Drawing and Painting …. &c. Hex. Herald, 9.11.1907.

    Ladies’ Seminary, Battle Hill.
    1861. Margaret Charlton, widow, aged 60; Elizabeth Charlton, unmarried, aged 35, teacher
    (daughter of Margaret).
    1871. Elizabeth Alexander (n´e Charlton), wife of Thomas, watchmaker, teacher.
    1881. Elizabeth Alexander, schoolmistress, Principal.
    1886. see under Alexander.

    #24988 Reply
    Pete Lee

    If the School was in “Battle Hill Terrace”, the HLHS publication of “Vanishing Hexham Street and Place Names” says that this terrace was at “22 Battle Hill, top of south side”.

    No 22 is no longer there, having been replaced by a building called Gibson House. However, if you look in the HLHS’s Photo Archive at the Hexham>Streets>Battle Hill Gallery ( you can see early photos of that part of Battle Hill before the demolition and houses we think are numbered 20-24. There is an arch and alleyway between Nos 20 and 22, which could lead to “Battle Hill Terrace”, which was possible a row of buildings behind No 22. There is also a photo (CD0359) that shows the top end of Nos 22-24, with a possible alleyway running up besides No 24. Another possibility?

    There is an online old map (1896 that shows the street layout and at the top (W end) of Battle Hill you can see the alleyway abd buidings behind (i.e. to the S) of Battle Hill.

    #24989 Reply
    John Macvean

    Pete, amazing effort. This must have taken you hours of work. What a treasure trove of information you have provided. Ive checked out the map and yes you can see where the archway and entrance was. Fascinating. And to think this all stemmed from my 2x Great Grandmothers census listing for 1881 where it mentions she is a teacher at Battle Hill Ladies Seminary and that Elizabeth Alexander was the principal.

    #25042 Reply
    Judy Greenway

    Hi John and Pete, sorry not to have replied more quickly. I have just a little to add to the very helpful notes which Pete has posted.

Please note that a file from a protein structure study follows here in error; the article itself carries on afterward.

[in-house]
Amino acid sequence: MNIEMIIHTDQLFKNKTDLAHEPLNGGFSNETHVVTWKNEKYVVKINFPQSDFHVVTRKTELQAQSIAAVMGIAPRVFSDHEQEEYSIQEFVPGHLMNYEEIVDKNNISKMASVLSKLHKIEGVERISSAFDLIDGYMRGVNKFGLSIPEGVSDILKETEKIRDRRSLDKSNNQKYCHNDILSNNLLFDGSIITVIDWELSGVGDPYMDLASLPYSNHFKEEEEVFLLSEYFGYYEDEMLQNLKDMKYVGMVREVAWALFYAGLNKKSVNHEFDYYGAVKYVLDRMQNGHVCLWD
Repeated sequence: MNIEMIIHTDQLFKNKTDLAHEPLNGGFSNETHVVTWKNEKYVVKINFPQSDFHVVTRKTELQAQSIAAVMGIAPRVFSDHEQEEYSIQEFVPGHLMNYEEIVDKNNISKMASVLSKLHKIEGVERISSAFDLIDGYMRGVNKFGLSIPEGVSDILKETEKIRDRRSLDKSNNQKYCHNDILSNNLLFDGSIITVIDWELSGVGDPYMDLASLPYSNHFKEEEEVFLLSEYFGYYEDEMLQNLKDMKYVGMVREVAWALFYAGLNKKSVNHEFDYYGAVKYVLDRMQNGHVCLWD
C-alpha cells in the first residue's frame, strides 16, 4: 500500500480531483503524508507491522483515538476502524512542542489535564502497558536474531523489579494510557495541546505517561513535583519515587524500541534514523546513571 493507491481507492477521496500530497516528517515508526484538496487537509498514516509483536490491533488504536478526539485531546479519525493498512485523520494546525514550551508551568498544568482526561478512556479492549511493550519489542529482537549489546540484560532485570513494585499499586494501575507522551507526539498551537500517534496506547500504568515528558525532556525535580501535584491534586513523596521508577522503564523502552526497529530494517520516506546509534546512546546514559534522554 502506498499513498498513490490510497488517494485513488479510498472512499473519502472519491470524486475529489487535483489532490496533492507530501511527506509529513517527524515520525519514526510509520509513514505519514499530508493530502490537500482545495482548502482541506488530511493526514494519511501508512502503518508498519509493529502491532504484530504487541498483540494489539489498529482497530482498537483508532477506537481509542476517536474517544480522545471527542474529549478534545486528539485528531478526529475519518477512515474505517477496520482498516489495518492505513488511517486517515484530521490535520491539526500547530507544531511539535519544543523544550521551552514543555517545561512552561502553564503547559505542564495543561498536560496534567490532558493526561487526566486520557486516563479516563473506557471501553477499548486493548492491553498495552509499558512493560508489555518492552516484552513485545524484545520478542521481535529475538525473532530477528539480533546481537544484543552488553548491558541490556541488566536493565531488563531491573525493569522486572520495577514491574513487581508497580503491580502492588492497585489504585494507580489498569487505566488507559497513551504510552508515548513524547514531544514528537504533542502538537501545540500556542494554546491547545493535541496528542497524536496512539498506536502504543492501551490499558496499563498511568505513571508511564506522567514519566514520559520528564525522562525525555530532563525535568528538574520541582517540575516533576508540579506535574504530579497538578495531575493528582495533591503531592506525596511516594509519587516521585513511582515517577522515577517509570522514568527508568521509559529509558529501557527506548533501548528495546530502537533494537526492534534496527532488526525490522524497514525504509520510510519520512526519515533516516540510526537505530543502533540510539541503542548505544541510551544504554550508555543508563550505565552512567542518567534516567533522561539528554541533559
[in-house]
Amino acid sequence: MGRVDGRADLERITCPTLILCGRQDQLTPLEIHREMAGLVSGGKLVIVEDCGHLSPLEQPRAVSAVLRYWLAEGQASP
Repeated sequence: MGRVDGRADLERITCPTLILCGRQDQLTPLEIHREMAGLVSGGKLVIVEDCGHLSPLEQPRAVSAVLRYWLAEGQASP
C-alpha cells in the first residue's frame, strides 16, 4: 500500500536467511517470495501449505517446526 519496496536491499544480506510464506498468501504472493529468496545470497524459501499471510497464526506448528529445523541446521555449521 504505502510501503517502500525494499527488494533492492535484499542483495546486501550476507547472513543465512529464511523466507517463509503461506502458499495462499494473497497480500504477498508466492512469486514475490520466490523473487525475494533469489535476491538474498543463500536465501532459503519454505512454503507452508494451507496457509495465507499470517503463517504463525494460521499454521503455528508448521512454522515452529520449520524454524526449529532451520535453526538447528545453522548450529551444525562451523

As mentioned in those notes, according to the 1861 census the “Ladies Seminary’” on Battle Hill was headed by the widow Margaret Charlton, and her daughter Elizabeth Charlton. Margaret Charlton later became the Mrs. Alexander who was heading the school at the time the Gibson daughters were pupils there.

    The 1861 census also lists two children who were boarders and “scholars” (presumably more children attended as day scholars) and 3 sisters in their early twenties are listed as boarders and “pupils’”- which I think must mean Pupil Teachers. One of those was Elizabeth Walton, who shortly afterwards married John Pattison Gibson; she and John subsequently sent their own daughters to the school – the reason for my original query. So the Ladies’ Seminary was a family affair in more ways than one!

    Apologies for adding a stray digit to one of the dates in my original query – it should have read 1868- 1879.

    Cheers – and Happy New Year,


    #25049 Reply
    John Macvean

    Hi Judy,
    So nice that you responded, and thanks for the information. Pete was fantastic with the amount of information he provided, and the photo galleries are fantastic. I think I worked out where the school was and if you are interested I have written up my thoughts on it in a family history blog that I write for my family. This is the link to the post below. The Battle Hill section starts at about Figure 19 in the post, just to give you a marker if you don’t want to read the first part. You even make an appearance in the post Judy.

    I have done a little reading on your Grandfather and your Great Grandparents and even tracked down a couple of your Great Grandfather’s photos online. Just incredible what you can find. What an interesting family you come from.

    Take care and all the best for 2022.